Don't Be So Damned Sure!01 Nov 2009
The best lesson for surviving as an expat I learned my first quarter... in fact, my first weeks at the University of Minnesota.
That lesson came early in the "Introduction to Theater" course taught by the legendary Arthur Ballet. My best friend Beth from high school was going to major in Theater, and even though I planned to major in International Relations, I had to take some Liberal Arts classes, so we took the class together. It was one of the most popular courses on campus, even though Prof. Ballet's health was poor and we often saw his lectures on video tape rather than live and in person.
As a history of theater, we started with ancient Greece, and one of Prof. Ballet's favorite plays was Oedipus The King", which he summed up in a single phrase: "Don't be so damned sure!" Don't ever assume that you're right, about anything! Anytime! Oedipus thought he was king of the world, but in fact he killed his father and married his mother. (In fact, even 30 years after I took the course, you can still find a Google result for Arthur Ballet "don't be so damned sure".)
For an expat, this means you have to be ready for anything. Anything, and everything, can be different than what you expect. In fact, you have to question what you expect. A trivial example: do you want to bake chocolate chip cookies in Germany? I'm sorry, you won't find chocolate chips in the grocery stores here. Or baking soda. Or brown sugar. Or even vanilla extract.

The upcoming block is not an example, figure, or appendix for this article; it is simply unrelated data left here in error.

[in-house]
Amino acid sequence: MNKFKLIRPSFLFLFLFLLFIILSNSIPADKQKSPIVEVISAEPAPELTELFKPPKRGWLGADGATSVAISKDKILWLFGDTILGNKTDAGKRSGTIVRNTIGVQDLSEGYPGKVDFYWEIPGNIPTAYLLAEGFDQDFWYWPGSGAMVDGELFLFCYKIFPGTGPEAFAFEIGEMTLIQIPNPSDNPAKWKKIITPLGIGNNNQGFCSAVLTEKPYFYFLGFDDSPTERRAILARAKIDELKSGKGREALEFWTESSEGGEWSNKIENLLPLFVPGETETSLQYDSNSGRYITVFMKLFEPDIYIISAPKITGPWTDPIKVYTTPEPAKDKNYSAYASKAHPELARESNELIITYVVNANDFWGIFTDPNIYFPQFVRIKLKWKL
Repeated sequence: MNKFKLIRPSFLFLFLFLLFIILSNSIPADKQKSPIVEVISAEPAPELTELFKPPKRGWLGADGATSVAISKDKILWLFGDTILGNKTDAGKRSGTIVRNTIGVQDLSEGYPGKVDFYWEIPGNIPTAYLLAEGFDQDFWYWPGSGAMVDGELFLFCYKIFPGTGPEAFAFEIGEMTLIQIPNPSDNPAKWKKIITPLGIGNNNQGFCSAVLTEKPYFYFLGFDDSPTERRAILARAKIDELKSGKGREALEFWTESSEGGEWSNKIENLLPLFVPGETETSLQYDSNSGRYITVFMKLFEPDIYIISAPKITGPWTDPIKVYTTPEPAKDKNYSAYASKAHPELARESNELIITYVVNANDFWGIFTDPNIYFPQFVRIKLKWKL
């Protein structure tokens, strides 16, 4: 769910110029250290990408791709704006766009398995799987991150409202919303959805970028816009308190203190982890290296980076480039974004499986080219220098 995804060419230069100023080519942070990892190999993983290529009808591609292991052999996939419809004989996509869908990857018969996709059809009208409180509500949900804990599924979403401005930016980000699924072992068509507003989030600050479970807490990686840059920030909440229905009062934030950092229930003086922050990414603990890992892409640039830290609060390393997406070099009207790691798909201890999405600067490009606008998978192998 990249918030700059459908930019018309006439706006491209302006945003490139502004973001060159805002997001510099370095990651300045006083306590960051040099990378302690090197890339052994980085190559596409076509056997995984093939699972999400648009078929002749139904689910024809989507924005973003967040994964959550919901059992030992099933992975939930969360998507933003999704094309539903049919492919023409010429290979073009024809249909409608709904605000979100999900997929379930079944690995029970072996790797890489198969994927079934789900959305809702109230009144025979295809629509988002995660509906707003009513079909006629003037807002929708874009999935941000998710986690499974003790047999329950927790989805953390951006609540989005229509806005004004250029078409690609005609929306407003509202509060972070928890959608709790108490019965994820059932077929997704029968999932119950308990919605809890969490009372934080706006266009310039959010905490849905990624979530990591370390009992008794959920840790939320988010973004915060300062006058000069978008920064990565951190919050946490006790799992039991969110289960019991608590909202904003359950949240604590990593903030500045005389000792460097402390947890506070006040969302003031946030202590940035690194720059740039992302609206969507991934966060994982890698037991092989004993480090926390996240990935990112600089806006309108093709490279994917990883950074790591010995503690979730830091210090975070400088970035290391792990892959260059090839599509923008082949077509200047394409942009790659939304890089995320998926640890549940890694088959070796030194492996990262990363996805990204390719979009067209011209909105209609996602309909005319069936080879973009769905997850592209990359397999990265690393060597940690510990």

Even if baking is not your thing, the concept remains... you have to be ready for anything and eveything to be different. And after a while, you'll notice that most of the differences are superficial, and the most important things that humans have in common are the same.
To venture back to theater, another question raised by Professor Ballet is one he never answered in his introductory class. He mentioned a line that was the most profound in the history of theater, from "The Duchess of Malfi", as the Duchess is killed by her brother, he says “Cover her face; mine eyes dazzle; she died young.” One night, on our way home after heavy drinking, Beth and I had the answer... we looked at each other and knew we had the meaning that Prof. Ballet had hinted at. But the next morning, it was gone. And today, if we were to meet and one of us would start to say "Cover her face; mine eyes dazzle...", we would both remember we once had the answer, but it is now gone.